The search for quality candidates for 2025 is already underway
Democratic candidates won in competitive races across Virginia this year, thanks in part to the debate over abortion rights. But, candidate recruitment might have also played a role.
Elections aren't won or lost by political parties. They’re won and lost by specific candidates, which is why party leaders spend so much time and effort trying to recruit the best candidates possible.
Danica Roem is a delegate from Northern Virginia who will be moving over to the Senate, and she helped recruit several women candidates through a program called Emerge.
"The new generation of Emerge elected officials who are heading into the House of Delegates and heading into the state Senate is going to only allow us to continue recruiting more Democratic women from more walks of life and encourage everyone to step and win because of who they are, not despite it," says Roem.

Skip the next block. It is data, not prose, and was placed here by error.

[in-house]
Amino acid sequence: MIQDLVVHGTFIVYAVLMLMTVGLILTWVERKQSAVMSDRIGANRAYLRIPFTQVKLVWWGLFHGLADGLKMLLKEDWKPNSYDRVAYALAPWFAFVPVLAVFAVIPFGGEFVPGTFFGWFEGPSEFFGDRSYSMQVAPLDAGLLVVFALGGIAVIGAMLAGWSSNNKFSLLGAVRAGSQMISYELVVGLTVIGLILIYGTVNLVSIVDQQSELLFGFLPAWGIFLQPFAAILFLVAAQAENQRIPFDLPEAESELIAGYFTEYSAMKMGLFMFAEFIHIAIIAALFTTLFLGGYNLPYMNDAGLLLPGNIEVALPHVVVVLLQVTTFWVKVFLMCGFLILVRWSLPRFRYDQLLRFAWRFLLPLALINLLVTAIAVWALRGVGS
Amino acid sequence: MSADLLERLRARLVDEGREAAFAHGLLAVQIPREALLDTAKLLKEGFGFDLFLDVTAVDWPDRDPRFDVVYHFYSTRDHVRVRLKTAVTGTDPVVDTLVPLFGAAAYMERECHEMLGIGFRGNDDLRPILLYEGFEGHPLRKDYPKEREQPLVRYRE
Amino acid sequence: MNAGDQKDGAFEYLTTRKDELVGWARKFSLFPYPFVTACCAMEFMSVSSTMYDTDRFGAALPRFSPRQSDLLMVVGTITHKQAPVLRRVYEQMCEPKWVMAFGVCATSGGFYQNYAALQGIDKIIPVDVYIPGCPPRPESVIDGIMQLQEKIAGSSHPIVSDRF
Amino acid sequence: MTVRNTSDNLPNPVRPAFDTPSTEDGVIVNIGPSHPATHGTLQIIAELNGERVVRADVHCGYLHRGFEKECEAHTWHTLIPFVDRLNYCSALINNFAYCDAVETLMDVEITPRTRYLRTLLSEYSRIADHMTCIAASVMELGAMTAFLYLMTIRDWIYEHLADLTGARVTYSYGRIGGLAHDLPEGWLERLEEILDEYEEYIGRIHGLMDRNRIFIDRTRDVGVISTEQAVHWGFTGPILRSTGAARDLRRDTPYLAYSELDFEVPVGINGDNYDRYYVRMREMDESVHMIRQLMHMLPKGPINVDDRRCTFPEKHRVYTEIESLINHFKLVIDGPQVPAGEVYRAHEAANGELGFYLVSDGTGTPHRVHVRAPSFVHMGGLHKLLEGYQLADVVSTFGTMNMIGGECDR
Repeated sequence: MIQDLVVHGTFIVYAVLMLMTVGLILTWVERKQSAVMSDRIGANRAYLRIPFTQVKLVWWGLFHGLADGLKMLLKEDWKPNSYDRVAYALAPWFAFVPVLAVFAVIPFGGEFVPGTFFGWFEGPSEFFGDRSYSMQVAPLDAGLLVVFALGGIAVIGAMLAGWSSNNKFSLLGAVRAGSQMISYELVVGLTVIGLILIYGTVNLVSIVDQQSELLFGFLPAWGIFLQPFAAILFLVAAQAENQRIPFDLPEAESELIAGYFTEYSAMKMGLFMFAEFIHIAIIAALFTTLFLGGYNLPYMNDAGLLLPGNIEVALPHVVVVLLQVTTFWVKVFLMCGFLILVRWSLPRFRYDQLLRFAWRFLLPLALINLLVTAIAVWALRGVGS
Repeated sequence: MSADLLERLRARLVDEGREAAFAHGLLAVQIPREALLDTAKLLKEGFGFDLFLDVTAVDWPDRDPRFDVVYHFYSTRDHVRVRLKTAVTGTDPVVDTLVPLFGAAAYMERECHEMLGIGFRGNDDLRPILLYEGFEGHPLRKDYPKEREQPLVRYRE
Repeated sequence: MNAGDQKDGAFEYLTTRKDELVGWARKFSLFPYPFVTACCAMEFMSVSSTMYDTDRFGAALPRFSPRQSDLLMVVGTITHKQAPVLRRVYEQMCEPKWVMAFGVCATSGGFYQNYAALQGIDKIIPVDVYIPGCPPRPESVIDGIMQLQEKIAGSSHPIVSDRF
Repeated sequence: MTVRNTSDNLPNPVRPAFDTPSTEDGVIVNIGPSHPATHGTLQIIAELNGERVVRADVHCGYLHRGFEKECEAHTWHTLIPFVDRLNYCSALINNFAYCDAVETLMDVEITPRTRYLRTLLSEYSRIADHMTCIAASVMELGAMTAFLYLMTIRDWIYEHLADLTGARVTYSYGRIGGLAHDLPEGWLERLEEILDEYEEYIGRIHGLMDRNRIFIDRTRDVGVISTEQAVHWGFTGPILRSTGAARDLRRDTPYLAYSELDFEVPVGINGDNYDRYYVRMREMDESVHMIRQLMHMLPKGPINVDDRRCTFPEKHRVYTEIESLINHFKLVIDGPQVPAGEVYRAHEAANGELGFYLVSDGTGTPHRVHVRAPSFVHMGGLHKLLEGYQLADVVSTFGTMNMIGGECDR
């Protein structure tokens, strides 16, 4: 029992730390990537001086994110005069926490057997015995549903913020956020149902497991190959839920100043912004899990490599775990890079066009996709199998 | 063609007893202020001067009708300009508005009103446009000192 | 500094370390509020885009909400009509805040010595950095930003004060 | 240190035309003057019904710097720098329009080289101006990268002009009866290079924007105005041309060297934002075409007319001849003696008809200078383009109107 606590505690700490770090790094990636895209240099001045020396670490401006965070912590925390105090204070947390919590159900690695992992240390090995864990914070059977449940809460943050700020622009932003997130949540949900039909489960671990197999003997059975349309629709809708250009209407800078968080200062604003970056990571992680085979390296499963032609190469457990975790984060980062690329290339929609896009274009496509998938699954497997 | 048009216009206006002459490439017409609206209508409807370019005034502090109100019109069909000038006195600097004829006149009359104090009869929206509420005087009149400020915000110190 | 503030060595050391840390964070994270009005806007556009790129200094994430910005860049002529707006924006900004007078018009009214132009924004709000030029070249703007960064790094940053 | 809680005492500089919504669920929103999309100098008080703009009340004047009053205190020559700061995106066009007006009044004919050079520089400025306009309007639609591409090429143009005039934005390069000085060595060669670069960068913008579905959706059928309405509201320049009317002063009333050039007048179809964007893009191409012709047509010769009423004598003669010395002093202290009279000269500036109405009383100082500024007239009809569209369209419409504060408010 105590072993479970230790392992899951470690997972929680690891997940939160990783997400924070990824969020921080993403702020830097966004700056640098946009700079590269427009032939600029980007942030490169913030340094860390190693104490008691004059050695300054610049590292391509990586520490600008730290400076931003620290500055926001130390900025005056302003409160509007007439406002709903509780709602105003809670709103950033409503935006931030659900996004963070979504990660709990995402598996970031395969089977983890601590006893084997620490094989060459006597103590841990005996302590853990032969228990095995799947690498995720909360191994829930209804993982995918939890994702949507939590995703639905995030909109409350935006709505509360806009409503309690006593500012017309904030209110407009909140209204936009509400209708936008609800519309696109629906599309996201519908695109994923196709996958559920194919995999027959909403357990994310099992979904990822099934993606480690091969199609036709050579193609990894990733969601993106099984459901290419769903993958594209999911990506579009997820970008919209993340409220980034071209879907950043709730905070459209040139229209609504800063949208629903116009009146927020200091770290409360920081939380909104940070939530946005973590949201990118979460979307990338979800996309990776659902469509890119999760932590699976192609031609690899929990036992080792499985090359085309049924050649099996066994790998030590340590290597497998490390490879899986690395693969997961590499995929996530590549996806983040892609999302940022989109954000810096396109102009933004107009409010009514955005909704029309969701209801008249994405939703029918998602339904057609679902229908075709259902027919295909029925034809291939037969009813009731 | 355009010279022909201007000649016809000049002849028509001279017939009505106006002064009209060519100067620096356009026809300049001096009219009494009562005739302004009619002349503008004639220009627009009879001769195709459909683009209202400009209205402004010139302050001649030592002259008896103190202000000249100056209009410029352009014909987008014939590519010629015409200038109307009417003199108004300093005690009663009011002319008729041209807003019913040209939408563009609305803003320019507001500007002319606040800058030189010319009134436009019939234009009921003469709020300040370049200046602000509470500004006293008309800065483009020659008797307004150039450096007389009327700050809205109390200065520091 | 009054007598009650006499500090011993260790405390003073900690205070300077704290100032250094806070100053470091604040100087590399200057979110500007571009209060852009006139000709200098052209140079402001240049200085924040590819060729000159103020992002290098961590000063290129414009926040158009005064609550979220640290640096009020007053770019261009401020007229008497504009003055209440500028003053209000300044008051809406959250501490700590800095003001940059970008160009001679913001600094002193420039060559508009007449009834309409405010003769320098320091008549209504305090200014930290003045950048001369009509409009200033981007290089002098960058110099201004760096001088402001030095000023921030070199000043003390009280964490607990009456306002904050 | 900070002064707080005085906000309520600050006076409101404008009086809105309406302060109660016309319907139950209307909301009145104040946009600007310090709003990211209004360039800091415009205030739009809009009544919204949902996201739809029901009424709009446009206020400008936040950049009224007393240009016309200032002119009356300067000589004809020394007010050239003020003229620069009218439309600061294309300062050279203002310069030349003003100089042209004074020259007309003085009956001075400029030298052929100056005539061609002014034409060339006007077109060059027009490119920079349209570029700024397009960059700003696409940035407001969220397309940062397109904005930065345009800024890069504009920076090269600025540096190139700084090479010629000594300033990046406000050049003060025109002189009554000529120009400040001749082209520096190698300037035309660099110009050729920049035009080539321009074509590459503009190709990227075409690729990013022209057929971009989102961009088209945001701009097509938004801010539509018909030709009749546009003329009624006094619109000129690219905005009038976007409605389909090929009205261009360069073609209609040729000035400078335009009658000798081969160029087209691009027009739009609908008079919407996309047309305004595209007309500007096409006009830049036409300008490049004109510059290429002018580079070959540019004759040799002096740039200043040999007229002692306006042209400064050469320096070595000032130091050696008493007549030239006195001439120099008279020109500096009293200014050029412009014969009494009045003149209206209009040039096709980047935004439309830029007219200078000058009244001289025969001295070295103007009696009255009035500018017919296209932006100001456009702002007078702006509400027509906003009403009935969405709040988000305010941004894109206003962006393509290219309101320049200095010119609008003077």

Former Republican Delegate David Ramadan is now a professor at George Mason University's Schar School, and he says Republicans have a recruitment problem.
"Candidates matter, and we saw that in the example of the Senate candidates in the 31st District in Loudoun County," Ramadan says. "Republicans did not recruit a local, community-connected person, but they allowed for an implant from Georgetown."
The final votes are still being counted in the 2023 election, and yet leaders in both parties are already hard at work recruiting new candidates for 2025.